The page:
Ulrich Mueller, UT professor of integrative biology, has developed a way to enhance an organism’s desirable traits through microbiology.
In a growing trend, scientists are trying to manipulate bacterial communities to improve plant and animal health and growth. Mueller’s approach involves the selection of naturally evolving communities.
He targets desirable host traits, such as low obesity levels in mice, and harvests the bacteria present in hosts that display those features.
“You can select on anything, as long as it’s partially influenced by microbes,” Mueller said. “In plants, for example, you can select on better growth, greener leaves, earlier or later flowering or disease resistance.”
UT researchers select for microbes that possess two important characteristics, according to Mueller. First, their effect on the host must be visible. For example, if certain microbes protect the host against a normally debilitating disease, that protection will probably be observable, since the organism without the protection will wilt or die.
Second, microbes must be easy to transfer from one generation to the next.
When people select on the inheritable traits of a plant or animal, all the genetic material moves from one place to the next — no parts of the genome are left behind.
Microbe communities, in contrast, are composed out of thousands of different genomes. When they’re transferred, certain components can be lost or new ones can be acquired, according to Mueller.
“The inheritance of these communities is different,” Mueller said. “But that is not a problem — you just want to have sufficient inheritance of those components to be beneficial to the host.”
Many microbial communities — known as microbiomes — have developed mutually beneficial relationships with the organisms they live with. They often supplement their hosts’ biology, interacting with host cells and living processes in essential ways.
For example, certain soil microbial communities influence the flowering times of a wild plant in the mustard family, according to a study in Ecology Letters. Similarly, a PNAS study on bumblebees found microbes in the insects’ guts protect them against intestinal parasites.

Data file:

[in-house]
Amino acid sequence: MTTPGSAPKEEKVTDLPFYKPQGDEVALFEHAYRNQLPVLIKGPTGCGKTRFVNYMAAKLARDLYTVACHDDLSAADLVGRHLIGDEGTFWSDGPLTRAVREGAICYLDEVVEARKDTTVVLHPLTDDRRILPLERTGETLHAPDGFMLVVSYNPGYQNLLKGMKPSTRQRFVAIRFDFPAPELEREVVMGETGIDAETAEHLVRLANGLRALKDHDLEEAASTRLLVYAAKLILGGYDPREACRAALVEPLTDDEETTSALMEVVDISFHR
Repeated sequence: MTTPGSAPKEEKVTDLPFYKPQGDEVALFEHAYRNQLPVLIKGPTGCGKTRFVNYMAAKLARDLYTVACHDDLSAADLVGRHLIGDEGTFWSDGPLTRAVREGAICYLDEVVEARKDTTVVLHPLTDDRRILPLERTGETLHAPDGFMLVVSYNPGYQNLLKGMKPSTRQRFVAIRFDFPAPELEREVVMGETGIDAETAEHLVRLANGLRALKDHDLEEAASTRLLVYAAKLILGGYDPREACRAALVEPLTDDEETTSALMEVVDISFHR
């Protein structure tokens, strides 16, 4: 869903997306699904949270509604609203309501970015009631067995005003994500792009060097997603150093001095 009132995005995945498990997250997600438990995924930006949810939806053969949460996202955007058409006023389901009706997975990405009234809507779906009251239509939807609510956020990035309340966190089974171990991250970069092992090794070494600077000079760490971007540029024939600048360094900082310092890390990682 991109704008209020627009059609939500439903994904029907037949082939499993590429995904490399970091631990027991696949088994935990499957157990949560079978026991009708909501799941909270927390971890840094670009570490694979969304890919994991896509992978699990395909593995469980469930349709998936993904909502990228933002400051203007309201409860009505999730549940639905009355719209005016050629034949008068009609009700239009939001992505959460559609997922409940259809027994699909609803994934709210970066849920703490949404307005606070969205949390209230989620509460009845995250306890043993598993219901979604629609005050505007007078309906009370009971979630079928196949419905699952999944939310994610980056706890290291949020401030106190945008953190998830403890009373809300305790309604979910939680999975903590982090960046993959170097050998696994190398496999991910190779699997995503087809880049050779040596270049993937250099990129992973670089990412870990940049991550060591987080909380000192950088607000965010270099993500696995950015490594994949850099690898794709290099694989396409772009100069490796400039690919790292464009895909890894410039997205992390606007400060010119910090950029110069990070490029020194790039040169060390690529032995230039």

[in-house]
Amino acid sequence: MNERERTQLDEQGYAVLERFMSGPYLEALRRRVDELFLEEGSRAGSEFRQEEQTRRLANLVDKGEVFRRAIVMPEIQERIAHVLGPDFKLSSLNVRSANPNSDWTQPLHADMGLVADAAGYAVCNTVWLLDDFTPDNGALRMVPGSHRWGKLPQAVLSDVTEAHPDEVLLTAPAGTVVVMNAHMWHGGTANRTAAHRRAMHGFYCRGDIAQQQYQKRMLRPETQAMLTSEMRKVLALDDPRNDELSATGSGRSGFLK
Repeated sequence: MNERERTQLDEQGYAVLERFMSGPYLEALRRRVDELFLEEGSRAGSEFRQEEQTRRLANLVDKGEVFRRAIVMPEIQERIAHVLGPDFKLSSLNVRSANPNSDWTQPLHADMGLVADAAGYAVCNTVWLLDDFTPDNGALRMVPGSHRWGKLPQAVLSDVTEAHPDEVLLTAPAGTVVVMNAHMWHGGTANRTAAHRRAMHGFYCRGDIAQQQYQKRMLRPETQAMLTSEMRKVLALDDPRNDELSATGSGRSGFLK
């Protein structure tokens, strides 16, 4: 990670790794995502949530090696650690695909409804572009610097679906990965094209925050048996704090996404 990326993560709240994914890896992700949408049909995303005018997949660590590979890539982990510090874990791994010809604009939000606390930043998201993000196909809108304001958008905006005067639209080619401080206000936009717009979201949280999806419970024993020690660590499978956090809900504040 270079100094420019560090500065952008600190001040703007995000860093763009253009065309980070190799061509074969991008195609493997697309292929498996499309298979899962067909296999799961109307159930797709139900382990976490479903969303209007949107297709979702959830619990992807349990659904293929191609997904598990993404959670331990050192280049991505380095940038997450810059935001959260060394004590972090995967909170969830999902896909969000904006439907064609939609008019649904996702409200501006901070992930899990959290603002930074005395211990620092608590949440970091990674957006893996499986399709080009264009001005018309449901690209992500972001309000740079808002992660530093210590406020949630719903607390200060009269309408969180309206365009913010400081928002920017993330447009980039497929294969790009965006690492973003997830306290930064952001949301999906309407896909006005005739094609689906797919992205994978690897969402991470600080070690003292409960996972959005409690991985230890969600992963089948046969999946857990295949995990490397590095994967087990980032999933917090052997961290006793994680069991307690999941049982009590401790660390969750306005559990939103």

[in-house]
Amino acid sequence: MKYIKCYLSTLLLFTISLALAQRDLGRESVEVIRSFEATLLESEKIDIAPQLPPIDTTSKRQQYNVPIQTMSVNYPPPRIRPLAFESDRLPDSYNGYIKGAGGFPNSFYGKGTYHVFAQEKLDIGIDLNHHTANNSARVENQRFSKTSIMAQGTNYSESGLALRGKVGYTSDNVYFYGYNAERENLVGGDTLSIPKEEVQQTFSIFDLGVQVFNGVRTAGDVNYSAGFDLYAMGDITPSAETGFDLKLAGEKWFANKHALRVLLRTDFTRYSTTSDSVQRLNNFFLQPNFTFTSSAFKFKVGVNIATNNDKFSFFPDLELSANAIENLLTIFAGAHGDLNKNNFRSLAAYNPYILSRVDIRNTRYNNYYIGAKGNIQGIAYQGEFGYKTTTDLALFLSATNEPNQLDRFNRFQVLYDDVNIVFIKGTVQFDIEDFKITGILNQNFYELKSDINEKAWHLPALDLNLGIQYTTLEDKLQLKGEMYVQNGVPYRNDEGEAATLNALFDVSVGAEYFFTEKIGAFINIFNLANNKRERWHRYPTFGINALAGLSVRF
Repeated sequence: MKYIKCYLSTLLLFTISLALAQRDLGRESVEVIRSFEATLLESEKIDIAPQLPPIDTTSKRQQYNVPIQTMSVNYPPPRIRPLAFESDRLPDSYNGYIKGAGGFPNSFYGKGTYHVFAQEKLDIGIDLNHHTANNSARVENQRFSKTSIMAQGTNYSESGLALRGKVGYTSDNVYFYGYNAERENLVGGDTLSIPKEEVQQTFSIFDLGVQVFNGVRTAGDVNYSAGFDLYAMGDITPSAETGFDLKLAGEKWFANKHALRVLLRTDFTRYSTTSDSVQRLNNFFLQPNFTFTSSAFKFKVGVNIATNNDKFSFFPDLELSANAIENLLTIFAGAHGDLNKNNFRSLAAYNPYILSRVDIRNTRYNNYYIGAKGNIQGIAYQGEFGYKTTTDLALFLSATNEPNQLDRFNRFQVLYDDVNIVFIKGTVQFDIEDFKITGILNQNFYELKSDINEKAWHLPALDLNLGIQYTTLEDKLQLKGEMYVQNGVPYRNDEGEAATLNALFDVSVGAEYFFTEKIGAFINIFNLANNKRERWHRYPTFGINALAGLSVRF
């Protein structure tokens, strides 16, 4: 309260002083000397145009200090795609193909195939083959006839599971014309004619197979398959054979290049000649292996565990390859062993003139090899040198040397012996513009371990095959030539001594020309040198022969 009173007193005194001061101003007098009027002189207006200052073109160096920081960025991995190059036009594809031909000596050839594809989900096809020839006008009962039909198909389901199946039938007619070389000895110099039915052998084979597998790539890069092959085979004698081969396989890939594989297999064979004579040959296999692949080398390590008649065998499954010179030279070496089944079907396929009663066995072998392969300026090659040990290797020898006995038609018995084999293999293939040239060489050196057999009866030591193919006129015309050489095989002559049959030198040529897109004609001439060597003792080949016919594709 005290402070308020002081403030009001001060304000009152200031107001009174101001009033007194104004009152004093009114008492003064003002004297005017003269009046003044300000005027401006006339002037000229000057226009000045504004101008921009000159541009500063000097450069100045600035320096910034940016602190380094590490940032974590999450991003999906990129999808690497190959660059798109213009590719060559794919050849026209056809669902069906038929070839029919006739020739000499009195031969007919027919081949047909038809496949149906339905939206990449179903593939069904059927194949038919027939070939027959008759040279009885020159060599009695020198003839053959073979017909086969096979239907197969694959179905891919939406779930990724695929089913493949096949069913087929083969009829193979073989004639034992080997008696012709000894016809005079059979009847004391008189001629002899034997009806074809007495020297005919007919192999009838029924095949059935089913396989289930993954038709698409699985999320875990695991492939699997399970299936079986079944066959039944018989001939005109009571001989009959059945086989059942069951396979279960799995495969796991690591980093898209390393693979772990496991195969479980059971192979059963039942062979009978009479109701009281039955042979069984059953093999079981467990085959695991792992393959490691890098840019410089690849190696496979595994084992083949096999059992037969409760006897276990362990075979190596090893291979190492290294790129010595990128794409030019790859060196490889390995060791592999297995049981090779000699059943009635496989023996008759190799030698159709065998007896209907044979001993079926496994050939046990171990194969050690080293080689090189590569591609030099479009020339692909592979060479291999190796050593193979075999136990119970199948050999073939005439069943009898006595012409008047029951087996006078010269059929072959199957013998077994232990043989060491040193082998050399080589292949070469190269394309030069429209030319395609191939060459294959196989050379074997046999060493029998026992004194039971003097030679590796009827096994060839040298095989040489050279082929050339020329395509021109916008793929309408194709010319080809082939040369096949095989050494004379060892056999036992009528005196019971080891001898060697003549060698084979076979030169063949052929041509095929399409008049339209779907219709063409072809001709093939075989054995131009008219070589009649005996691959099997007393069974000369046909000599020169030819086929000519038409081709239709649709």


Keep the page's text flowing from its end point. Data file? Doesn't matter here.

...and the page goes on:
Mueller was interested in taking advantage of microbe-host interactions to optimize particular traits in animal hosts.
The selection of animal microbiomes is possible — selected animal parents can pass healthier microbes to their offspring. But experiments that engineer the microbiomes of animals are complicated.
Instead, Mueller began to grow genetically identical plants six years ago to observe and manipulate the effect of bacterial communities on individuals’ growth rate or disease resistance.
“Initially, like all good science projects, I started growing them in my kitchen,” Mueller said.
Through all the plants were genetically identical, certain individuals looked taller, greener and more robust.
Albert Lee, an undergraduate researcher working on Mueller’s project, said they selected for these desirable traits. They harvested microbiomes that presumably provided a better growth environment from the roots of healthier plants and transferred these to the next generation of plants.
“The plant itself stays the same because they’re genetically identical,” said Lee, a senior comics artist for the Daily Texan. “It’s the microbiome that we’re moving from one generation to another, to another.”
Mueller’s selection method takes advantage of a host’s reaction to its microbiome. It also takes advantage of host traits that evolved to foster favorable microbial communities. Over millions of years, organisms have become very good at amplifying beneficial microbes and reducing detrimental ones.
“I have an agent in the system that steers the selection process in my favor, which is the plant,” Mueller said. “Hosts have become very good at manipulating bacterial communities in their favor and you can tap into that evolutionary design.”